About Miniature Schnauzers
bold, alert, loyal
Lifespan: 12 - 16 years
Recommended for: school age children, energetic people
Maintenance: medium to high
Dumpage Rate: low
The Schnauzer originated in Germany (Bavaria), where the standard
and giant breeds were used for herding cattle and as guard dogs.
The word 'Schnauze' in German means muzzle. Records of Schnauzer-type
dogs date back to the 16th century and the breed is thought to
have Poodle, Pinscher and Spitz ancestry. Standards arrived in
Australia in 1934, miniatures in 1962 and giants in the 1970's.
Schnauzers come in three sizes - miniature, standard and giant.
They have a robust, almost square shape. The eyebrows are prominent
and it has generous whiskers and a moustache. The miniature will
reach 33-36cm (13-14") in height and weigh around 7kg (15lb).
Standards are around 45-47cm (18-19") and 13-18kg (30-40 lb).
Giants reach about 56-69 cm (25-27") tall and weigh 36-50kg (80-110
lb). There are three coat colours: salt and pepper (probably the
most common); solid black (most giants are black); and black and
Because they are bold and alert, Schnauzers are considered to
be good watchdogs. Most owners say they are good with children
but can be wary of strangers. Although there have been reports
of some Schnauzers being aggressive, overall the temperament of
the breed is good.
Overall, Schnauzers are a robust breed, but there are some problems.
They are sometimes born with heart defects so when buying a puppy,
make sure it has been checked thoroughly by a veterinary surgeon
and that the parents are free from heart defects. On occasion,
some inherited disorders may be seen in the Schnauzer, including
cataracts, bladder stones and hip dysplasia. Most breeders are
aware of these potential problems and take action to avoid using
afflicted dogs in breeding programmes.
Miniatures and standards will live for 14-16 years, while giants
average 12 years.
Depending on the size, Schnauzers cost between $7 and $15 to feed
Average litter sizes vary from around 3 to 6 for the mini to 3
to 12 for the giant.
Most owners describe Schnauzers as clean, friendly, family dogs
which are quickly house trained. They make a very good child's
pet but need to be socialised with children while still young.
exercise Standards and giants need a backyard but many miniatures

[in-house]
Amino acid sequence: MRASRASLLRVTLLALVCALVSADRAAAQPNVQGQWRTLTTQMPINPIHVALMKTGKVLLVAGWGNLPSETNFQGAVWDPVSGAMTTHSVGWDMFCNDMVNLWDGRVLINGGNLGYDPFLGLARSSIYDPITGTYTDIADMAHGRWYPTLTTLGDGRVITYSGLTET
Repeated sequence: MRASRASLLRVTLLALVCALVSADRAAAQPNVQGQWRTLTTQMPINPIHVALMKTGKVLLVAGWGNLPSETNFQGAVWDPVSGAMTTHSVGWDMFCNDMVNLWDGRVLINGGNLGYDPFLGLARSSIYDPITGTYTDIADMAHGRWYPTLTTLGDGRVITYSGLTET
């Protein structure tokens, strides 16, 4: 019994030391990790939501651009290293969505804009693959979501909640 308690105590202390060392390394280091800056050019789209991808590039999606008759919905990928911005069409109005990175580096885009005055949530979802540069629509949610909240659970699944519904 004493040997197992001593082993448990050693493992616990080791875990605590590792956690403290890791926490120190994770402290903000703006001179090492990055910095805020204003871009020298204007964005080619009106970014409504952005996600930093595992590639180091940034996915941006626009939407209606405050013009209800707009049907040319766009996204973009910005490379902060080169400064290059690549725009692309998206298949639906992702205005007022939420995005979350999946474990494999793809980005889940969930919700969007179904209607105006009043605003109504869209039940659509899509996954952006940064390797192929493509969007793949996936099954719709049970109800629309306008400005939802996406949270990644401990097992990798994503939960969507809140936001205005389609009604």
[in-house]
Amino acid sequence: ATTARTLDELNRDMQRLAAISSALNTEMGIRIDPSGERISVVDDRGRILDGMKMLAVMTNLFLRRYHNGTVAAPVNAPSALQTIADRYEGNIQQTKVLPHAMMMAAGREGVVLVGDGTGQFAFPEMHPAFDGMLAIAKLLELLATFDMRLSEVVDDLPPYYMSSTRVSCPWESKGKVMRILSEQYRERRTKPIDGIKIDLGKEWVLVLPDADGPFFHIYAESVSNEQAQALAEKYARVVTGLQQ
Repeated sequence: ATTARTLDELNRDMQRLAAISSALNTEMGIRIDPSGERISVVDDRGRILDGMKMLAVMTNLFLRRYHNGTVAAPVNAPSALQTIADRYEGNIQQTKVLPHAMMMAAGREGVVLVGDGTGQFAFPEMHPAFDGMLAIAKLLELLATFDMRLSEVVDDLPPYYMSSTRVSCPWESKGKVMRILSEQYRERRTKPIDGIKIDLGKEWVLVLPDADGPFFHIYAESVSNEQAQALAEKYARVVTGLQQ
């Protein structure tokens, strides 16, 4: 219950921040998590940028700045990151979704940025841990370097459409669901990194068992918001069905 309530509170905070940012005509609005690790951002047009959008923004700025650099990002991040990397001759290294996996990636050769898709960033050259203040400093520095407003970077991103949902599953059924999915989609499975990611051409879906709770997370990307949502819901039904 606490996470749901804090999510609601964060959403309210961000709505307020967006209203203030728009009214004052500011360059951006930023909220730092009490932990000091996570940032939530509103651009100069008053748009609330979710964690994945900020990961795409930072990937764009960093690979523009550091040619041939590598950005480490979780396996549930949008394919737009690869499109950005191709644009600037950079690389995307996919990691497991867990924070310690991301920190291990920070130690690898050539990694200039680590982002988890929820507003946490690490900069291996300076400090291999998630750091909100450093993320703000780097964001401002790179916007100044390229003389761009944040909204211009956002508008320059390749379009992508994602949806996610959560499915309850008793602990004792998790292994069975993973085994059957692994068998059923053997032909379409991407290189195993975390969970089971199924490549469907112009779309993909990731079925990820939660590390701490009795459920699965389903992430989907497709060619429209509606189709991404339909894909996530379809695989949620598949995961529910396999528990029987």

are kept in units. A yard is preferable however and all Schnauzers
enjoy regular walks.
Schnauzers can be quite dominant if they are allowed to get away
with it. They require owners who are committed to training them
in obedience. Potential owners are best to choose a breed according
to the size and energy level that they are able to accommodate.
Miniature Schnauzers were originally bred to be proficient ratters
and tend to chase small animals if they get the chance. They do
best when kept as the only pet in the house.
Exhibition Schnauzers have their coats 'stripped' six to eight
weeks before a show. Stripping is a time-consuming process which
involves plucking the hair out by hand, usually three or four
sessions of around an hour over a few weeks. This means the coat
should regrow neatly in time for the show. Pet Schnauzers are
usually clipped approximately every eight weeks by their owners
or trimmed professionally for $30 $50 per visit. They do not moult.
Always keep the head well groomed and trim around the eyes to
prevent matting and eye problems.
Schnauzers are described by their owners as 'quick learners' but
are easily bored. They have a reputation for ability in obedience
and agility work.
In Australia, Schnauzers are considered good companions and watchdogs.
All three sizes are increasingly used as pets for therapy. Overseas,
giant Schnauzers are used for guard and rescue duties.
In 1999 the Miniature Schnauzer was ranked in 22nd in popularity
from 180 breeds by the Australian National Kennel Council.
For planned litter enquiries please call our office
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